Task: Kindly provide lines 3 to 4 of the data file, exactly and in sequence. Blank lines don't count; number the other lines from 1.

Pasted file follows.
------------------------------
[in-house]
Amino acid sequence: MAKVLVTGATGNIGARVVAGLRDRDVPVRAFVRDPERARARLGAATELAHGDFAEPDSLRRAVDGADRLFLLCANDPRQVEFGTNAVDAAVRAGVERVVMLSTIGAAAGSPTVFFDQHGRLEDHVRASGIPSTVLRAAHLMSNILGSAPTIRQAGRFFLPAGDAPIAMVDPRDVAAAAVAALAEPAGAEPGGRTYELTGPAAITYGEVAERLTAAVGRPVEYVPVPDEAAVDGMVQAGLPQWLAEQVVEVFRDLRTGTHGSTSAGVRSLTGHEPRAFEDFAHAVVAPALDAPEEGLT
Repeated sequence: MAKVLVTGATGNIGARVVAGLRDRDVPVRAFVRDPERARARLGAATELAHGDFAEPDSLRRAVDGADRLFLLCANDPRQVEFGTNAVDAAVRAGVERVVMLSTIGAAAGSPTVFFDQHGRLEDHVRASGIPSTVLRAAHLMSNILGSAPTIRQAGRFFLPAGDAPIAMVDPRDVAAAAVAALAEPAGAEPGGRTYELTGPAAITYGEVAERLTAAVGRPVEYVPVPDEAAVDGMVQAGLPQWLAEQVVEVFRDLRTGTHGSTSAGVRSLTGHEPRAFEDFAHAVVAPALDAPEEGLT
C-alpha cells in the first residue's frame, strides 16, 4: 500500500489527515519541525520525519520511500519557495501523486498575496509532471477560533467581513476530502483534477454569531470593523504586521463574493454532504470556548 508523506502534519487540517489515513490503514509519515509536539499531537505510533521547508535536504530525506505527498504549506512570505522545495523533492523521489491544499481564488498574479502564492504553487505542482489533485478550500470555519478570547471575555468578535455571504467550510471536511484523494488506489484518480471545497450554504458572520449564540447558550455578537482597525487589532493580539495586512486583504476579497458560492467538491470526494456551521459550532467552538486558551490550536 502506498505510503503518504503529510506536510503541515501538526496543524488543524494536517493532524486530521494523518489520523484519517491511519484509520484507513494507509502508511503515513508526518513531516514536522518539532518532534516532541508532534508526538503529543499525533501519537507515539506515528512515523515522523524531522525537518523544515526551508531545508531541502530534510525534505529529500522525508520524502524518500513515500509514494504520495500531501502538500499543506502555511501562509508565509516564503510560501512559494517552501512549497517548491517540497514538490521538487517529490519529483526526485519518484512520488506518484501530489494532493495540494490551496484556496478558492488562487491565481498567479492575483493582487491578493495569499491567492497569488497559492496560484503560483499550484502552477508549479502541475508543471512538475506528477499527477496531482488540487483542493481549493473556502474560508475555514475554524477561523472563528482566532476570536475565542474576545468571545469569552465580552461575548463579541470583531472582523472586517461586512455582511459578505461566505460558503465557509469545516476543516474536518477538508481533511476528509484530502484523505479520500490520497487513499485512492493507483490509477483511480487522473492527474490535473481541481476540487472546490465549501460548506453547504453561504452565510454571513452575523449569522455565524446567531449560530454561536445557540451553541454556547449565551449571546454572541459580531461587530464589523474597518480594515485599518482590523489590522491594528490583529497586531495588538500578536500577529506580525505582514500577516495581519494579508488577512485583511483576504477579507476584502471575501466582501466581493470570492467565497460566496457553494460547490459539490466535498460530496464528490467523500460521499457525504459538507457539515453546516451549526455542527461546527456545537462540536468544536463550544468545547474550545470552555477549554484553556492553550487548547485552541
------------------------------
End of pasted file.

Repeated sequence: MAKVLVTGATGNIGARVVAGLRDRDVPVRAFVRDPERARARLGAATELAHGDFAEPDSLRRAVDGADRLFLLCANDPRQVEFGTNAVDAAVRAGVERVVMLSTIGAAAGSPTVFFDQHGRLEDHVRASGIPSTVLRAAHLMSNILGSAPTIRQAGRFFLPAGDAPIAMVDPRDVAAAAVAALAEPAGAEPGGRTYELTGPAAITYGEVAERLTAAVGRPVEYVPVPDEAAVDGMVQAGLPQWLAEQVVEVFRDLRTGTHGSTSAGVRSLTGHEPRAFEDFAHAVVAPALDAPEEGLT
C-alpha cells in the first residue's frame, strides 16, 4: 500500500489527515519541525520525519520511500519557495501523486498575496509532471477560533467581513476530502483534477454569531470593523504586521463574493454532504470556548 508523506502534519487540517489515513490503514509519515509536539499531537505510533521547508535536504530525506505527498504549506512570505522545495523533492523521489491544499481564488498574479502564492504553487505542482489533485478550500470555519478570547471575555468578535455571504467550510471536511484523494488506489484518480471545497450554504458572520449564540447558550455578537482597525487589532493580539495586512486583504476579497458560492467538491470526494456551521459550532467552538486558551490550536 502506498505510503503518504503529510506536510503541515501538526496543524488543524494536517493532524486530521494523518489520523484519517491511519484509520484507513494507509502508511503515513508526518513531516514536522518539532518532534516532541508532534508526538503529543499525533501519537507515539506515528512515523515522523524531522525537518523544515526551508531545508531541502530534510525534505529529500522525508520524502524518500513515500509514494504520495500531501502538500499543506502555511501562509508565509516564503510560501512559494517552501512549497517548491517540497514538490521538487517529490519529483526526485519518484512520488506518484501530489494532493495540494490551496484556496478558492488562487491565481498567479492575483493582487491578493495569499491567492497569488497559492496560484503560483499550484502552477508549479502541475508543471512538475506528477499527477496531482488540487483542493481549493473556502474560508475555514475554524477561523472563528482566532476570536475565542474576545468571545469569552465580552461575548463579541470583531472582523472586517461586512455582511459578505461566505460558503465557509469545516476543516474536518477538508481533511476528509484530502484523505479520500490520497487513499485512492493507483490509477483511480487522473492527474490535473481541481476540487472546490465549501460548506453547504453561504452565510454571513452575523449569522455565524446567531449560530454561536445557540451553541454556547449565551449571546454572541459580531461587530464589523474597518480594515485599518482590523489590522491594528490583529497586531495588538500578536500577529506580525505582514500577516495581519494579508488577512485583511483576504477579507476584502471575501466582501466581493470570492467565497460566496457553494460547490459539490466535498460530496464528490467523500460521499457525504459538507457539515453546516451549526455542527461546527456545537462540536468544536463550544468545547474550545470552555477549554484553556492553550487548547485552541